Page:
> I also want to quote a footnote of Chapp's in which he comments on biblical
> literalism; much of it also applies, I believe, to the reductionistic nature
> of concordism:
> "The fundamental problem of biblical literalism is that it shares in the same
> relentless reductionism of scientific materialism. They share a naively
> univocal concept of truth as simply "the way things are as they are
> empirically established". In the case of the scientific materialist "the way
> things are" is determined solely on the basis of a reductionistic and
> positivistic empiricism. The biblical literalist turns to a stock set of
> ready made propositions drawn from a superficially empirical reading of the
> Bible. The Bible "means" only what can be established empirically in the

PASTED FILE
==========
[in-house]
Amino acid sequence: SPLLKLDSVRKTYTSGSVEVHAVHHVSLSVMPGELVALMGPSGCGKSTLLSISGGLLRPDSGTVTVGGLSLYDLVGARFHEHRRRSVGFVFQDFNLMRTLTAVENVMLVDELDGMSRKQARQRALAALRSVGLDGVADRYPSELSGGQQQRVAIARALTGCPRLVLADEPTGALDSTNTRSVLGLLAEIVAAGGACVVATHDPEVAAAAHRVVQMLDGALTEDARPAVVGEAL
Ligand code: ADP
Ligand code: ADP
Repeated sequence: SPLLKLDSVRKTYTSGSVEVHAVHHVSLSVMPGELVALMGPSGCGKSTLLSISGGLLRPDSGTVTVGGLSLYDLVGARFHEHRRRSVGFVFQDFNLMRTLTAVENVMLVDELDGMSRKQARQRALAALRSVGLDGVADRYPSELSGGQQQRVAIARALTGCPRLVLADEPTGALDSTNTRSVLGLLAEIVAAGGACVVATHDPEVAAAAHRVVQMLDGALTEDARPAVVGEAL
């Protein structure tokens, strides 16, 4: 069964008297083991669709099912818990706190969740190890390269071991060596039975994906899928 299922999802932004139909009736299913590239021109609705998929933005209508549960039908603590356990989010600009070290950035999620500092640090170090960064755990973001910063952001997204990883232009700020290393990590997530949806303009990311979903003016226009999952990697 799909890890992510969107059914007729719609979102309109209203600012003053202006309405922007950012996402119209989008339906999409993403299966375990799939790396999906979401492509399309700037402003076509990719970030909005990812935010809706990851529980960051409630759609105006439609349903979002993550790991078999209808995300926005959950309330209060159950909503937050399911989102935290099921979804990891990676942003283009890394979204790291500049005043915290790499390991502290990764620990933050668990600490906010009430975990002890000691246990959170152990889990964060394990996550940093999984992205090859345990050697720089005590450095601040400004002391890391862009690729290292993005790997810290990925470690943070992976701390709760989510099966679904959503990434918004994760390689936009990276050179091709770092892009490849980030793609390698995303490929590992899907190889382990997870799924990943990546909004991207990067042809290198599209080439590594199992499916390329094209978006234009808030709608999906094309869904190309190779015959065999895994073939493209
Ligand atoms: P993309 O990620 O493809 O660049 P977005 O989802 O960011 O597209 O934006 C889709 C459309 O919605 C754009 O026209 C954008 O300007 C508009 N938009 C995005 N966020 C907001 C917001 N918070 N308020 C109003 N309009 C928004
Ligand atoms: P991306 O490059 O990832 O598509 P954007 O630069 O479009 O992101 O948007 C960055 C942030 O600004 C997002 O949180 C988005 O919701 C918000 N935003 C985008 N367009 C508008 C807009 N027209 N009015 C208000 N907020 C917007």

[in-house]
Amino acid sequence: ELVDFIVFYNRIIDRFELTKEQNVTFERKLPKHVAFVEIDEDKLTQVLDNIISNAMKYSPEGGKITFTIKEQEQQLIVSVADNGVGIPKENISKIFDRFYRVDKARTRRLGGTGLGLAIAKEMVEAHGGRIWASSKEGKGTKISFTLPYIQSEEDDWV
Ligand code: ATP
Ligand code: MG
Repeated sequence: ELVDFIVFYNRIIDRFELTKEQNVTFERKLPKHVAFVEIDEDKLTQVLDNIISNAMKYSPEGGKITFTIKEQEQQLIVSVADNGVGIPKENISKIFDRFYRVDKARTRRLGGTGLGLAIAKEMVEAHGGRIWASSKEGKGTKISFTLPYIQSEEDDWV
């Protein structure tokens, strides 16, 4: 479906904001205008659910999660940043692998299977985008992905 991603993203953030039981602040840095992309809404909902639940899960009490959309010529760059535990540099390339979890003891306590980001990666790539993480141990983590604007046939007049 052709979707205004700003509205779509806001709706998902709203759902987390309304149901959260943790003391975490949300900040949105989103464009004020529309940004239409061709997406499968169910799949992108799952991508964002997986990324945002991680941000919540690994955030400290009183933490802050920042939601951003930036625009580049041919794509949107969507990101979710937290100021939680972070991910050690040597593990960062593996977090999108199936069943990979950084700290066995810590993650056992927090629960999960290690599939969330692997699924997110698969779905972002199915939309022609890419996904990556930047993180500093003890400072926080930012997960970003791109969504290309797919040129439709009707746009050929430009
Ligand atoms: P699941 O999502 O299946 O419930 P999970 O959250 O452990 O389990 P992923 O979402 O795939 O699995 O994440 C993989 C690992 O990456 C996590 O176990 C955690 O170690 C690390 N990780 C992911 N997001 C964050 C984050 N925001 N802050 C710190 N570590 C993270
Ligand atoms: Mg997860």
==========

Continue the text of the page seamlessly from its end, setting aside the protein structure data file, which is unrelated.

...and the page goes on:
> literal definitions of its words. The Bible is a self-evident,
> self-interpreting set of empirically true propositions -- a book of
> "factoids" that can be easily understood by any dispassionate observer. And
> one "factoid" is just as important, just as "empirically true" as any other
> -- Noah's ark is just as empirically true as David's temple, and Jonah's fish
> is as empirically true as Israel's exile in Babylon. The biblical literalist
> thus adopts the fundamental empiricism of scientific materialism; the world
> of empirical relations seems strangely devoid of theological content and the
> Bible itself is viewed as an "add-on" to this nexus of empirical relations.
> Thus conceived, it explains the biblical literalist's obsession with
> "proving" the Bible to be true through empirical investigations -- the world
> of the empirical is affirmed as our primary reality into which the Bible is
> "inserted" and, therefore, the realm from which we must seek support for the
> Bible's claims" [p. 280].
> Karl V. Evans
Precisely so! The need for God's prevenient grace to ascertain biblical doctrines
is made very evident here.
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